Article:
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Conference paper, 2007

Run-off quality from sprinkled debarked logs and logs with bark from Picea abies and Pinus contorta

Jonsson, Maria


Storage of roundwood is necessary for efficient industrial production at sawmills and pulpmills. The need for wood storage becomes even more critical when large storm fellings create huge volumes of wood that is at risk for deterioration. In Scandinavia, the technique of sprinkling of water on roundwood is used to protect stored wood from fungal and insect infestation and drying during the summer. Depending on the sprinkling regime, the contributions to log yard run-off might be considerable. Log yard run-off is polluted and can therefore be harmful to downstream water recipients due to eutrophication and oxygen depletion. It is therefore desirable to find solutions for minimising the pollutants, i.a. organic material and phosphorus, in the run-off. A large portion of these pollutants probably originate in the bark. In Scandinavia, the majority of all logs are debarked after storage and sprinkling. Debarking the logs before storage might help to reduce the amount of pollutants. In this study, two storage experiments were conducted to investigate the importance of bark during sprinkled storage. Experimental piles of debarked logs and logs with bark from Norway spruce (Picea abies) and Lodgepole pine (Pinus contorta) were sprinkled for 10 to 12 weeks during the summer at two locations in central Sweden. Run-off was collected below the piles. pH, total organic carbon (TOC), total phosphorus, total nitrogen, and phenols in the log yard run-offs were analysed and compared. The possibility of using this method for reducing the concentrations of pollutants in log yard run-off are discussed as well as the suitability of its use in Sweden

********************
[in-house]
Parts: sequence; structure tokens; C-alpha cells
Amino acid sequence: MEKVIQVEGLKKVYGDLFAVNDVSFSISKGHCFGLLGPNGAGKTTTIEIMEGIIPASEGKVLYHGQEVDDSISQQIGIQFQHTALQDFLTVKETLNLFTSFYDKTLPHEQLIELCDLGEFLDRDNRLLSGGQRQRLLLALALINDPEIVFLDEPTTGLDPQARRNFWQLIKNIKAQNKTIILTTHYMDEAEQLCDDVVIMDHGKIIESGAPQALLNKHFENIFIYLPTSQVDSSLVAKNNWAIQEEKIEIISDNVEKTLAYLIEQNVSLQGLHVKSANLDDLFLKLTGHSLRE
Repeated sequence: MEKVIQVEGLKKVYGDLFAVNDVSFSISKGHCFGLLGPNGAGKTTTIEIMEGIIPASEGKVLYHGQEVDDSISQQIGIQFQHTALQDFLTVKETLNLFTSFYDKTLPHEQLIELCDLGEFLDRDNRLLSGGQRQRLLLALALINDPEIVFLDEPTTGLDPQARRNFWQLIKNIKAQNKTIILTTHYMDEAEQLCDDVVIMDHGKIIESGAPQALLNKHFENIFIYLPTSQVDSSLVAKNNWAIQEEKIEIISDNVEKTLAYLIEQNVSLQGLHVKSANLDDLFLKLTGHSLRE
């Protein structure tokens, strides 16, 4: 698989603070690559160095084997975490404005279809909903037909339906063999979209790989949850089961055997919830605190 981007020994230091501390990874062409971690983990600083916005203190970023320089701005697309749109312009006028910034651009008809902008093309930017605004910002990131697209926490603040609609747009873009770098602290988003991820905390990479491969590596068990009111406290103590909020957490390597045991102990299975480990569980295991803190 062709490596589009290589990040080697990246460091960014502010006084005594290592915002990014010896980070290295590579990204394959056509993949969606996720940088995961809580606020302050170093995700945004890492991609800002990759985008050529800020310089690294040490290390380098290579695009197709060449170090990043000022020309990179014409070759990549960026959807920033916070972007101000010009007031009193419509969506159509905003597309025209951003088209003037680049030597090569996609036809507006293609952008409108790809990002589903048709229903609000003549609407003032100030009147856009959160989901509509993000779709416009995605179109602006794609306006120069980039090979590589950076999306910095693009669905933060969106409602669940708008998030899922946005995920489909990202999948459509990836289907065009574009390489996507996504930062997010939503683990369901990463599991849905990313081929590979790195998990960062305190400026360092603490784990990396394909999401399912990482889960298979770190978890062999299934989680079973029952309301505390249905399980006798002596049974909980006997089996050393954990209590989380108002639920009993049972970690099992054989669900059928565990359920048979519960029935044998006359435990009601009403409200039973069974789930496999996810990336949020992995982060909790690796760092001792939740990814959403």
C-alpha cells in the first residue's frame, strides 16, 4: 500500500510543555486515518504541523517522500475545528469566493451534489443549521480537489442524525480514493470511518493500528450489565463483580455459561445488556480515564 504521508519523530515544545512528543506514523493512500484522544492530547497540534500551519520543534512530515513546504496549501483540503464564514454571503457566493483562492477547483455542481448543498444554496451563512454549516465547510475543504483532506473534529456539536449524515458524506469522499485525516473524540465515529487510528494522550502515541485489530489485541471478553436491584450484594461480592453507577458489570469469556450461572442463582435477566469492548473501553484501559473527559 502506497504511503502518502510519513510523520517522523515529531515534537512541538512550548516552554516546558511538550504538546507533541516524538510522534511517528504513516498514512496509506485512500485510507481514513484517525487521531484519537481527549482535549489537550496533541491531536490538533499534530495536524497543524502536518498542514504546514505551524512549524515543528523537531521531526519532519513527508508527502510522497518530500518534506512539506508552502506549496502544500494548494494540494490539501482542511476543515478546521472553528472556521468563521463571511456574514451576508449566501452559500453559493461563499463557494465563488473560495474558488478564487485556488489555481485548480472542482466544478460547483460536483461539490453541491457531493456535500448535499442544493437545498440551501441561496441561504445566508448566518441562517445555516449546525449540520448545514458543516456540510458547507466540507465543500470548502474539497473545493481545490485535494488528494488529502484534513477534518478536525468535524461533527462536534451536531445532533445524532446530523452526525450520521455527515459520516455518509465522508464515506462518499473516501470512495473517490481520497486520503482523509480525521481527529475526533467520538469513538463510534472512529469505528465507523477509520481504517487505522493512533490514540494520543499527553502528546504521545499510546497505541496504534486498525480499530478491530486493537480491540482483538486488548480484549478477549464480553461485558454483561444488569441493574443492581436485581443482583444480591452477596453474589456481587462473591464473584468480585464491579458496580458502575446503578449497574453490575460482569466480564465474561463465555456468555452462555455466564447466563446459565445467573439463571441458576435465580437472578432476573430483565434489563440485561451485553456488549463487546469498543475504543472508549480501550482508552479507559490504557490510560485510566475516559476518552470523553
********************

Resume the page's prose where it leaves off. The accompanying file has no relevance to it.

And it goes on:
wood storage; sprinkling; debarking; TOC; phosphorus; phenols

Published in

Publisher: International Research Group on Wood Protection


IUFRO All Division 5 Conference: Forest Products and Environment

      SLU Authors

    • Jonsson, Maria

      • Department of Forest Products, Swedish University of Agricultural Sciences

    UKÄ Subject classification

    Forest Science

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